This is a talk delivered by Swami Bhoomananda Tirtha at the Prakash Mehrotra Memorial Lecture in New Delhi.
In this lecture, Poojya Swamiji explains how to develop excellence in everyday life. Like all other good qualities, excellence can and must be cultivated by the mind.
Swamiji highlights the fact that the process of becoming excellent involves application of intelligence, hard work, and integrity. Intelligence should conduct a rigorous self-evaluation of all one’s actions. Hard work is a necessary prerequisite to becoming excellent. Integrity involves the combination of thought, speech, and direct action.
Swamiji also stresses that rather than focusing on performance in some limited areas, the practice of excellence should imbue every aspect of our lives. We need look no further than the Bhagavad Gita for models of excellence, says Swamiji. Faced with the absolute crisis of personality of Arjuna, his charioteer Sri Krishna rose to the occasion and completely resolved Arjuna’s inner turmoil with his exposition of the Truth. In doing so, he inspired Arjuna to rise to new heights of excellence in the fulfilment of his duty in the battlefield.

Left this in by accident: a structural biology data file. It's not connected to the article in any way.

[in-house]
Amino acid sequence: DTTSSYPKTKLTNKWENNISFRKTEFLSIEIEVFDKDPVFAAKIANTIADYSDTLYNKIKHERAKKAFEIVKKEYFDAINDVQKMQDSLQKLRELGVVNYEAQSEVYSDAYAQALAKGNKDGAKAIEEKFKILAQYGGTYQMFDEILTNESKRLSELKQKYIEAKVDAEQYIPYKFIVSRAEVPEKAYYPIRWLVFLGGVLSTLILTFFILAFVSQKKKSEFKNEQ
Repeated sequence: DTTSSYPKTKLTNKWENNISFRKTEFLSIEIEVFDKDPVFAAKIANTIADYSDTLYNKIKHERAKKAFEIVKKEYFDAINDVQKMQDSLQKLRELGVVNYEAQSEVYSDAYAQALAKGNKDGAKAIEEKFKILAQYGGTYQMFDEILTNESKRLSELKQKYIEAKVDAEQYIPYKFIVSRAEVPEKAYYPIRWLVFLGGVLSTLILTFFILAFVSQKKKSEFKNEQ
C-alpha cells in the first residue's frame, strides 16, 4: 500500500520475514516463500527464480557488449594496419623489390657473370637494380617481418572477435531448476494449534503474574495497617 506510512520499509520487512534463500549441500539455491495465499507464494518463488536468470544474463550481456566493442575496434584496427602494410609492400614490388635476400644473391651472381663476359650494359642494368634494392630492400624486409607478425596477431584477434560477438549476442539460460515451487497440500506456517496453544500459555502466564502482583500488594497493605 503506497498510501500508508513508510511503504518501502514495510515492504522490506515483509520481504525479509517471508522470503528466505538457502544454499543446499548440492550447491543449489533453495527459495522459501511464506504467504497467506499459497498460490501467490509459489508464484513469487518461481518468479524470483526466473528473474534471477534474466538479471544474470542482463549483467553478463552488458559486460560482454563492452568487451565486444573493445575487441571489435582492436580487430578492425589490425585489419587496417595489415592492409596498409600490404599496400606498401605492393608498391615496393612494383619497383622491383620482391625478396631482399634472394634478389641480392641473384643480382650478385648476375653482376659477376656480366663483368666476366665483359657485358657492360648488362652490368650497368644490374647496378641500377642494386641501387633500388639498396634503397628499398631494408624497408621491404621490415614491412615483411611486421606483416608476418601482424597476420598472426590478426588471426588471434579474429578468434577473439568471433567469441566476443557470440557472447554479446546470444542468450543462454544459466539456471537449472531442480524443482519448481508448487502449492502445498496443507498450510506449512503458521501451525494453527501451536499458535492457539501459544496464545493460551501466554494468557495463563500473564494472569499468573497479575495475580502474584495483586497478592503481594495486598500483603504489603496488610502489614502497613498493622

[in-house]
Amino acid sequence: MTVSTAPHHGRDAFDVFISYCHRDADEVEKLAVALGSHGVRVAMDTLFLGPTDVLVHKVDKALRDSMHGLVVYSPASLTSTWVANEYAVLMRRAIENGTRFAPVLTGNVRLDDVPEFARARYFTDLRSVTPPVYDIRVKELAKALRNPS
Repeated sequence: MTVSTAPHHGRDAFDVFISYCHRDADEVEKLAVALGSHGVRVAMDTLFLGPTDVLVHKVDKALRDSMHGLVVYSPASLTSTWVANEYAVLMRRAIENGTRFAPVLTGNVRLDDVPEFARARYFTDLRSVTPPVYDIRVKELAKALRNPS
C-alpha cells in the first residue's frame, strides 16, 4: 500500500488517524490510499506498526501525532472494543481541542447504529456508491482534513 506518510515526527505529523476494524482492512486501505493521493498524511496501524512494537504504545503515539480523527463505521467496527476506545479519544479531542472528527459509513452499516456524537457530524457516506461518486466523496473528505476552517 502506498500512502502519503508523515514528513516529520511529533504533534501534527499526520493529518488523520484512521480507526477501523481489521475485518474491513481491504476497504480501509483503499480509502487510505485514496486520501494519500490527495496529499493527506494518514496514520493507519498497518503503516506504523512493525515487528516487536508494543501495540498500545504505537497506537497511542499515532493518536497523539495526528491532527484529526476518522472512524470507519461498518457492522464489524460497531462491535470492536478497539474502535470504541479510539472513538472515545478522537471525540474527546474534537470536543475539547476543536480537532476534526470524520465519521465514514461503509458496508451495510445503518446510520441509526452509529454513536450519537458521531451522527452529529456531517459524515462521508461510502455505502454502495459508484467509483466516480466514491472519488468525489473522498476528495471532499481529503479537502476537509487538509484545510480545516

Swamiji narrates several other instances from the Mahabharata where Sri Krishna’s presence of mind and excellence were instrumental in resolving great conflicts. Swamiji uses these practical examples to illustrate the process of developing excellence.
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Narayanashrama Tapovanam, an Ashram located in Thrissur, Kerala, embodies the unique tradition of Guru-shishya Parampara, disseminating Brahmavidya (Science of Self-knowledge) through regular classes, satsangs, and above all, through learning in the association of a realized spiritual master.
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Those days, there were many rats staying in various pockets of the tiled roof. My room had a very low ceiling and I could even touch the roof tiles. At night, I would see big, big rats running around just near me.
I got back to my daily chores, but the scene remained in my mind – the old man’s wrinkled face, his gleaming eyes, the contentment he enjoyed, his refusal to accept more than ‘his minimum needs’! How many of us can take such a stand?
Bhakti is not so much in the worship with flowers, garlands, lamps or incense sticks. Neither it is in chanting His names and praises. It is verily in living and acting according to the wish of the Lord, pleasing Him, imbibing qualities and attitudes that He wants us to imbibe.